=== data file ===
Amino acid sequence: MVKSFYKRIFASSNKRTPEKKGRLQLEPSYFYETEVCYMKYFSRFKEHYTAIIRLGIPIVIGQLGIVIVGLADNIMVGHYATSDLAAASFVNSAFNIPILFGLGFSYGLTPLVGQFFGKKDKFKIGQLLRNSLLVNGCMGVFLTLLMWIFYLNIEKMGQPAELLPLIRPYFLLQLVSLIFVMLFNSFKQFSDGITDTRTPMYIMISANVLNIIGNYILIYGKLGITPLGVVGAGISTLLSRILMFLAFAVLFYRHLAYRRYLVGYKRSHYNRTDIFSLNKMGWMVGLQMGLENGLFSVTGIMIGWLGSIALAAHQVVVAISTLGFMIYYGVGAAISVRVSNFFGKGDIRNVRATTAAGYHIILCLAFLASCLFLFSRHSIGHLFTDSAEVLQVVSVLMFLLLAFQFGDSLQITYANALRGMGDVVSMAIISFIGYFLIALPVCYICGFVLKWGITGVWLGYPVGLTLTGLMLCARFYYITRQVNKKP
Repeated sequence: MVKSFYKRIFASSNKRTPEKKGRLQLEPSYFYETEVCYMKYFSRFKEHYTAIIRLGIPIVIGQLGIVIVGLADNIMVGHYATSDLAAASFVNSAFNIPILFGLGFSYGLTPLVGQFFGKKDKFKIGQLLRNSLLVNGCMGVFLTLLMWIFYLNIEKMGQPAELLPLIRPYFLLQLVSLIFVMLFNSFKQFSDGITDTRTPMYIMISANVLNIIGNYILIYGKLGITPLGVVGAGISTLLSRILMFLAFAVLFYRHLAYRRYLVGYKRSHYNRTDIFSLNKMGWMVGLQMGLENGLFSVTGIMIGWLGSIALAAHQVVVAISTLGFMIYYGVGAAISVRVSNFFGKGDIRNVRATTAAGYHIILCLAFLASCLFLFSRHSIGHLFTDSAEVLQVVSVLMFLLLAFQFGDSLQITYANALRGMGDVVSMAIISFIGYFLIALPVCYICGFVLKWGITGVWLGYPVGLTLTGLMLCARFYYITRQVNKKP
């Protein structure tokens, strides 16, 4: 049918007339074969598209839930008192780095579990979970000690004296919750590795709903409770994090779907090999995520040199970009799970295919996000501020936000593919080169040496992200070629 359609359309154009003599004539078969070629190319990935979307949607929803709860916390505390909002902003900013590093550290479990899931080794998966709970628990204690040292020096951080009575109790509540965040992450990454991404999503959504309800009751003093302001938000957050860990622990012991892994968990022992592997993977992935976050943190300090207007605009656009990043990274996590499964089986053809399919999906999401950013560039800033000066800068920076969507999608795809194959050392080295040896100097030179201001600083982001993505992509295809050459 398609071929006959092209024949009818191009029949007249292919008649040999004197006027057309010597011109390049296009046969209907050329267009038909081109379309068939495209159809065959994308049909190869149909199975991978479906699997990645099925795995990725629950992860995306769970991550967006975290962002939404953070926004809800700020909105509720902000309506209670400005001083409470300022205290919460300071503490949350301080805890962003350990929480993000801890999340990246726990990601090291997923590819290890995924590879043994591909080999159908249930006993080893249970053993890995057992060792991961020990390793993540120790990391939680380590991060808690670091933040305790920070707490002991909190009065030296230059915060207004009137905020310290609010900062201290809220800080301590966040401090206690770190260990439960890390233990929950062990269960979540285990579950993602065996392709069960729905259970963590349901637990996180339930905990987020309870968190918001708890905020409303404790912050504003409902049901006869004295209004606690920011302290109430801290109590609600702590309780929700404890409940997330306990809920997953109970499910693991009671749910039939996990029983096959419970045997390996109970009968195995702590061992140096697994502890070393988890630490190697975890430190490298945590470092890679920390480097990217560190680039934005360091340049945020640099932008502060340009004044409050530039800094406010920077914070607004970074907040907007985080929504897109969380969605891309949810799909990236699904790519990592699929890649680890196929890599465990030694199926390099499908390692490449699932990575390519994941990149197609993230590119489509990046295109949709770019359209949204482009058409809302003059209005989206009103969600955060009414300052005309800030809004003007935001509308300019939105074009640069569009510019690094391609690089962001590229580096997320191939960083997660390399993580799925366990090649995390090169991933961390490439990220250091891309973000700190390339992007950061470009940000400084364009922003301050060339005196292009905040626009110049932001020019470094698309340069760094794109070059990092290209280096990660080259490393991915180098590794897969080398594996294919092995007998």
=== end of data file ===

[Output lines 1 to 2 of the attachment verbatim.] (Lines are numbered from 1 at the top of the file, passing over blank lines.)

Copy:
Amino acid sequence: MVKSFYKRIFASSNKRTPEKKGRLQLEPSYFYETEVCYMKYFSRFKEHYTAIIRLGIPIVIGQLGIVIVGLADNIMVGHYATSDLAAASFVNSAFNIPILFGLGFSYGLTPLVGQFFGKKDKFKIGQLLRNSLLVNGCMGVFLTLLMWIFYLNIEKMGQPAELLPLIRPYFLLQLVSLIFVMLFNSFKQFSDGITDTRTPMYIMISANVLNIIGNYILIYGKLGITPLGVVGAGISTLLSRILMFLAFAVLFYRHLAYRRYLVGYKRSHYNRTDIFSLNKMGWMVGLQMGLENGLFSVTGIMIGWLGSIALAAHQVVVAISTLGFMIYYGVGAAISVRVSNFFGKGDIRNVRATTAAGYHIILCLAFLASCLFLFSRHSIGHLFTDSAEVLQVVSVLMFLLLAFQFGDSLQITYANALRGMGDVVSMAIISFIGYFLIALPVCYICGFVLKWGITGVWLGYPVGLTLTGLMLCARFYYITRQVNKKP
Repeated sequence: MVKSFYKRIFASSNKRTPEKKGRLQLEPSYFYETEVCYMKYFSRFKEHYTAIIRLGIPIVIGQLGIVIVGLADNIMVGHYATSDLAAASFVNSAFNIPILFGLGFSYGLTPLVGQFFGKKDKFKIGQLLRNSLLVNGCMGVFLTLLMWIFYLNIEKMGQPAELLPLIRPYFLLQLVSLIFVMLFNSFKQFSDGITDTRTPMYIMISANVLNIIGNYILIYGKLGITPLGVVGAGISTLLSRILMFLAFAVLFYRHLAYRRYLVGYKRSHYNRTDIFSLNKMGWMVGLQMGLENGLFSVTGIMIGWLGSIALAAHQVVVAISTLGFMIYYGVGAAISVRVSNFFGKGDIRNVRATTAAGYHIILCLAFLASCLFLFSRHSIGHLFTDSAEVLQVVSVLMFLLLAFQFGDSLQITYANALRGMGDVVSMAIISFIGYFLIALPVCYICGFVLKWGITGVWLGYPVGLTLTGLMLCARFYYITRQVNKKP